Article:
Amar now knows it’s not his fault
Amar*, 10, came to Restoring Childhood, a trauma-informed service designed to intervene early to address the traumatic impacts of family violence on children and young people, with his mother Gurpreet*.
They had experienced physical, verbal and emotional violence from Amar’s father, Kai*. Our Restoring Childhood and Family Violence services provided six months of support, carefully considering what interventions would be most effective. Gurpreet and Amar were established in a new home and then, after safety measures were put in place and Kai had completed mandated treatment, he was able to see Amar on weekends.
Therapeutic work with the family focused initially on Amar’s relationship with his Dad, after Amar told the Restoring Childhood clinician, “I love him but I also feel scared of him sometimes thinking what he used to do to Mum.” With the clinician, Amar and Gurpreet talked about what was “safe and caring behaviour” from Dad, and how Amar could tell Gurpreet if he ever thought Dad was being scary or unsafe again. Amar wanted to keep up his weekly visits with Dad but said that they did make him nervous.
The clinician worked with Gurpreet to help her support Amar to prepare for and debrief after visits.
The clinician also gently explored Amar’s feelings of responsibility. In one session, the clinician had a hunch and commented, “lots of children and young people I see think it’s their fault that their Dad gets angry.”
Amar’s eyes went wide, and he said, “that’s what I think.” He also revealed that he worried he might “make Dad angry again”.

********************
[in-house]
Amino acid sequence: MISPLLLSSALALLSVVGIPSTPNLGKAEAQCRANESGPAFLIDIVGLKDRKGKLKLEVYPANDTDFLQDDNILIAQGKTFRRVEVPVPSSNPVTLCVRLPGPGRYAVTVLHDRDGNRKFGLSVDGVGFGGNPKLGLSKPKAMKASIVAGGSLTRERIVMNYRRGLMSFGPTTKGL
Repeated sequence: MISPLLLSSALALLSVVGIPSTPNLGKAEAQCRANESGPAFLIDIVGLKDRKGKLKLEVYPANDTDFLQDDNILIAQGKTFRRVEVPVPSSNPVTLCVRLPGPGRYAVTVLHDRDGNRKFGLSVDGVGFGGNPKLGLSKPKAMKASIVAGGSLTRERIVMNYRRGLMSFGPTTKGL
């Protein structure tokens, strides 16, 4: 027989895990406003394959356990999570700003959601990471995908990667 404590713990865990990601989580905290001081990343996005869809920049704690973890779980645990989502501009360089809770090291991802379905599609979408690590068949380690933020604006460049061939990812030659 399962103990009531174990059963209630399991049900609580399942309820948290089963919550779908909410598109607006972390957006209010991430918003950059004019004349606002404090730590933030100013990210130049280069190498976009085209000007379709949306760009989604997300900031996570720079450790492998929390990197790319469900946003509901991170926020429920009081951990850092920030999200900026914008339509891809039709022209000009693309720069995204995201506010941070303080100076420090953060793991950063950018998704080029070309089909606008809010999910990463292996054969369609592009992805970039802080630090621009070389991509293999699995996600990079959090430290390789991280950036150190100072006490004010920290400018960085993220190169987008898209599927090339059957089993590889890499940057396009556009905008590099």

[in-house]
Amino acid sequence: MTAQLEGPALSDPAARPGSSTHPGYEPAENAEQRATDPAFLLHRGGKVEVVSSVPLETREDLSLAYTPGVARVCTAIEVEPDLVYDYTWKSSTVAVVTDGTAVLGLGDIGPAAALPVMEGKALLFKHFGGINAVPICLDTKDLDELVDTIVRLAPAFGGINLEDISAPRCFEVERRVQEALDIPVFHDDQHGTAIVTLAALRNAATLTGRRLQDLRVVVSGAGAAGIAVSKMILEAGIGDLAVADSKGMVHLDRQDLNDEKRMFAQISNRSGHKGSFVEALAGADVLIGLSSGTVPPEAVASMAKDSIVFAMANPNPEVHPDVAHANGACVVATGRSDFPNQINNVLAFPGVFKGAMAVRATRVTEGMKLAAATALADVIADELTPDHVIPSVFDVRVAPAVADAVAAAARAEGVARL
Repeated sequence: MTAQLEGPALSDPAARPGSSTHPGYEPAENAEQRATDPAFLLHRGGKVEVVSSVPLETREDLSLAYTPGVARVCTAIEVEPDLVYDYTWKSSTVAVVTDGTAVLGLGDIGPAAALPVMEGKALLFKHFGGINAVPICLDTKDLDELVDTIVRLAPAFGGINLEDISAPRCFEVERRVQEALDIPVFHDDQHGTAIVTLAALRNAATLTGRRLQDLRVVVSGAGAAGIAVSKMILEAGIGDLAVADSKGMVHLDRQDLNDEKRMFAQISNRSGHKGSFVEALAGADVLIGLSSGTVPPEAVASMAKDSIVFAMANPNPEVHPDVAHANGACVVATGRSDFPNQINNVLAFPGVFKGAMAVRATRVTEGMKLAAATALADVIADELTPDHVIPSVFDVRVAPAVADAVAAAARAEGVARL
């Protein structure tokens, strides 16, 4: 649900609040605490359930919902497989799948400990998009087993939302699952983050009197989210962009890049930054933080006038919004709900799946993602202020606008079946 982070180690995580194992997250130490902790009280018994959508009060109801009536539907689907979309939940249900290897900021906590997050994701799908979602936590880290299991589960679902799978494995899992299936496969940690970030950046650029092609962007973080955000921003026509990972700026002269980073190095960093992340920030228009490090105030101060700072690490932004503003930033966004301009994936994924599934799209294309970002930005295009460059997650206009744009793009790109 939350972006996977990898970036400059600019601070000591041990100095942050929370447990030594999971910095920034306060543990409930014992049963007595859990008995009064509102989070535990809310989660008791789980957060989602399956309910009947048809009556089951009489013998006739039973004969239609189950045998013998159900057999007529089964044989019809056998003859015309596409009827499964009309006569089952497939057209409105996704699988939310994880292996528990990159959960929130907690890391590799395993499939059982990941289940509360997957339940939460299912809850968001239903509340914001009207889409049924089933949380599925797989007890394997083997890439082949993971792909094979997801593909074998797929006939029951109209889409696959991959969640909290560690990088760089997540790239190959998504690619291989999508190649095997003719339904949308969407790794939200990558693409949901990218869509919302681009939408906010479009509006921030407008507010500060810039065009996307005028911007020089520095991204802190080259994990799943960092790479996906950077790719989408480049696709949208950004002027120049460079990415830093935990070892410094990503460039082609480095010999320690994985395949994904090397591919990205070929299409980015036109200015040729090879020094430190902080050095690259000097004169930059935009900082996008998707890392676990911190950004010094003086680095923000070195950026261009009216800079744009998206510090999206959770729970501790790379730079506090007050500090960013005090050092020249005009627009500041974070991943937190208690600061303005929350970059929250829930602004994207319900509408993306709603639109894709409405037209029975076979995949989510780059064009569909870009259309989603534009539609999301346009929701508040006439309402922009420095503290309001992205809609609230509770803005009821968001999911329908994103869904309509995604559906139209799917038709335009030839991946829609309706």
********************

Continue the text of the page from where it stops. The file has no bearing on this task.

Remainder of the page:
Working closely with Gurpreet and Amar, the clinician made plans to call Kai and discuss Amar’s worries, making it clear that it was not Amar’s responsibility to keep them all safe, it was the adults’. Over three phone calls with Kai, he shared Amar’s wish to have a positive relationship with his Dad and that Gurpreet supported this, but that Kai must demonstrate he could be safe.
Towards the end of the intervention, Amar’s anxiety around seeing his Dad was easing off, with clinical measures confirming this. His symptoms of depression and post-traumatic stress were decreasing, and his growing sense of safety and stability was having a positive impact on his school attendance, performance and friendships.
In the final session, Amar playfully jumped around the room saying, “this is my shake it off dance!” and, “I’m going to write down on a piece of paper ‘IT IS NOT MY FAULT!’ and then I’m going to send that piece of paper into space, never to be seen again!”.
*Name has been changed in the interest of privacy. The models and volunteers pictured are not connected to the case study.